For the birds: how to care for wild birds during winter

With a little effort and encouragement, it’s easy to welcome the pleasure of birdsong into your garden this wintertime, writes Fiona Dillon.

As seen in the December 2016 issue of Irish Country Magazine.

Creating a source of food for birds in your garden is a wonderful activity for children of all ages. In fact, most of our wild birds’ favourite food can be found in your kitchen cupboard so will require minimal effort for all involved in the project. Birds are partial to peanut butter, porridge oats, grated cheese, dried fruit and much more.

Feeding tips

1. If you decide to encourage birds into your garden, don’t forget that in harsh weather they will come to depend on you as a source of food so don’t forget to top up your feeders.

2. Try to ensure that your birds also have a source of clean water nearby. This can be as simple as an upturned dustbin lip in your garden. Put stones in the lip to keep it secure and if the water freezes, be sure to remove the ice for the birds.

3. Do not use stale or mouldy peanuts – these can kill your birds.

4. Few birds (apart from pigeons) can digest wheat or corn.

5. Try to keep all feeds at least six feet off the ground and be sure that there isn't any nearby shrubbery where you cat can hide, ready to pounce.

6. Milk is not recommended for birds, but a little grated cheese in freezing weather will warm them up quickly.

Inviting birds into your garden and feeding them, can be the difference between life and death for some of our little feathered friends. It is not time-consuming to prepare food for them. And yes it can be a little messy in this day and age, we are most certainly not encouraged to cook with melted fat. But this fat is so important to our wild birds and no matter the time of year, we can’t let Santa’s robin go hungry now, can we?

Hanging oranges

Image source: Run Wild My Child

This is a very simple idea that’s bound to attract the song birds


1. Half an orange and scoop out the contents.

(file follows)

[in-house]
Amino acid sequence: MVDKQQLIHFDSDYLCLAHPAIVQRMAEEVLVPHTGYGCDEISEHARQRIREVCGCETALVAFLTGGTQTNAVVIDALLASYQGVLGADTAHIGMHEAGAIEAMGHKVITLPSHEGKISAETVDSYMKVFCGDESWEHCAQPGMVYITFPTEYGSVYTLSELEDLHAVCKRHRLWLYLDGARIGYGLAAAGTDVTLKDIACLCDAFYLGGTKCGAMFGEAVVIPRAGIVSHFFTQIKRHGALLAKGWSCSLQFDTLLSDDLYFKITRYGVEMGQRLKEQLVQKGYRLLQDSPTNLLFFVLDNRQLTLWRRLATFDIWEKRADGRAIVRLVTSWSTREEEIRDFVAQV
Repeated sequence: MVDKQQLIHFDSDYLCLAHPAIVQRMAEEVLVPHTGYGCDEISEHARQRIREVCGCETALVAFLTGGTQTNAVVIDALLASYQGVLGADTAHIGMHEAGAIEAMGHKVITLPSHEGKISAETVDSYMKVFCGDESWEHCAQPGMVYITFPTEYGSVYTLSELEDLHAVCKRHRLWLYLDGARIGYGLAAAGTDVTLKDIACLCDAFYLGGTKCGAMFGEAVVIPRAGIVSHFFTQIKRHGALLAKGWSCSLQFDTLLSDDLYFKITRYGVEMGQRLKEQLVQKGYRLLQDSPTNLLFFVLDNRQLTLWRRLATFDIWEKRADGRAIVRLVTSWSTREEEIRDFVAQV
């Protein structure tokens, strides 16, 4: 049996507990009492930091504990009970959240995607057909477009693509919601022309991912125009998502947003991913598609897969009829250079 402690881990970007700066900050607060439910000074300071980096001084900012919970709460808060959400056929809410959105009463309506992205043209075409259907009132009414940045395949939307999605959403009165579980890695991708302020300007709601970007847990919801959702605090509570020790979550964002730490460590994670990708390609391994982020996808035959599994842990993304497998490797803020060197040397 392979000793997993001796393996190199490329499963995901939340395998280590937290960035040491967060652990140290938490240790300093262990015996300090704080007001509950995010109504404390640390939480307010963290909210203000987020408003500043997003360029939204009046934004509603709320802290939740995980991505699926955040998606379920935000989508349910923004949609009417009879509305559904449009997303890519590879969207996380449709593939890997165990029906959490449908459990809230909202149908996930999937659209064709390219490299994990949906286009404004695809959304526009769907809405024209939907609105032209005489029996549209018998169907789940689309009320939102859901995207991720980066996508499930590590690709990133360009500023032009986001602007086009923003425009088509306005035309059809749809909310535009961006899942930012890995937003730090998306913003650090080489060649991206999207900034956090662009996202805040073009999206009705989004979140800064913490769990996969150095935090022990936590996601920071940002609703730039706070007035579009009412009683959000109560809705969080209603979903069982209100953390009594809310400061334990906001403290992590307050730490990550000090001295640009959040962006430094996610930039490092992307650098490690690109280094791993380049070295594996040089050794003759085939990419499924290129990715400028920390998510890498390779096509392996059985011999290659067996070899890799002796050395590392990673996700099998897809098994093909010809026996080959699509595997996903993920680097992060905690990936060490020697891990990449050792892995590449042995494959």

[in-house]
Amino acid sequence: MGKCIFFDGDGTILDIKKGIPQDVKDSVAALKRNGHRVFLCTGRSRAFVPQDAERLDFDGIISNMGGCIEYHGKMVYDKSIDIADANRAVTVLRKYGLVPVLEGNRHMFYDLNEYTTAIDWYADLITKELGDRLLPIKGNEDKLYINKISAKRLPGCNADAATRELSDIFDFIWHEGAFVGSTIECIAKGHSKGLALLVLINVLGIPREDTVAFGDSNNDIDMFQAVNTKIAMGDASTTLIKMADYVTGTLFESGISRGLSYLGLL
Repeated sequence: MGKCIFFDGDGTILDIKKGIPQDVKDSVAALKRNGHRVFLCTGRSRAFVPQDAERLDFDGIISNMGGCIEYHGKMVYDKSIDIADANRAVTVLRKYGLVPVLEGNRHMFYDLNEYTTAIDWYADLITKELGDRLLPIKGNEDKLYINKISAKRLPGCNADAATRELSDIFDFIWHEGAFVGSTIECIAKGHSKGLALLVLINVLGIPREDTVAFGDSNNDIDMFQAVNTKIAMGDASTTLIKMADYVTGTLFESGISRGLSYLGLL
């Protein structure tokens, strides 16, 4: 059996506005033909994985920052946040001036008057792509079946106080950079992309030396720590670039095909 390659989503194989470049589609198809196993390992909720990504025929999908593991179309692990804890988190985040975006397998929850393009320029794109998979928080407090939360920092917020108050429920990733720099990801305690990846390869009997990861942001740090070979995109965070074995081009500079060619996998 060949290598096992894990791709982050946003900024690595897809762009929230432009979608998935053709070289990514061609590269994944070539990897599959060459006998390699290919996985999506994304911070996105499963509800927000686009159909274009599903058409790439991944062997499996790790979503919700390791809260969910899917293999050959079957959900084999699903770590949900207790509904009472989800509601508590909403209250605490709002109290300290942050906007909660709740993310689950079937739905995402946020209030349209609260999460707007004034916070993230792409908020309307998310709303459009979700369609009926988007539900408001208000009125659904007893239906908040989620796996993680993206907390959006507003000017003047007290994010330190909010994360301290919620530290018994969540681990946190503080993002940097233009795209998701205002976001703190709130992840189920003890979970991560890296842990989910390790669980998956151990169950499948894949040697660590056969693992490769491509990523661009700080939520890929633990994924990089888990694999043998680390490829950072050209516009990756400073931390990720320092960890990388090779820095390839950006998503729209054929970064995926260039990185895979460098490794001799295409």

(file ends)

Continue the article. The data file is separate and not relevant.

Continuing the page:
2.Pierce a hole in the skin to allow you to thread a ribbon or string through.

3. Melt the fat and add any dry ingredients you have in the kitchen – porridge oats, breadcrumbs, chopped apple, sunflower seeds or any type of nuts. (Remember the rule, twice as much dry ingredients as fat.)

4. Thread the ribbon or string through the orange skin.

5. Hang on a high branch and watch the birds enjoy it.

Peanut butter rolls

Image source: Wadleigh Library

Making these peanut butter rolls is a simple and fun activity that will provide your birds with lots of nutrients.

You need:

  • Crunchy peanut butter
  • Bird seed or homemade mix or seeds, nuts and raisins
  • Empty toilet roll holders
  • Method:

    1. Place the seeds on a flat tray.

    2. Cover the toilet roll holders with peanut butter.

    3. Roll the holders in the seed, mix until the peanut butter is fully covered. Pat well to ensure that the mix is firmly stuck to the peanut butter.

    4. Loop the rolls on to branches of a tree.

    5. While this is an easy project for children, is it also quite messy so be warned. However, a messy project means happy children – and even happier birds.

    Image source: Kaytee

    This article appeared in the December 2016 issue of the magazine.

    Read more:

    Interiors inspo: country classic

    Inform | Inspire | Indulge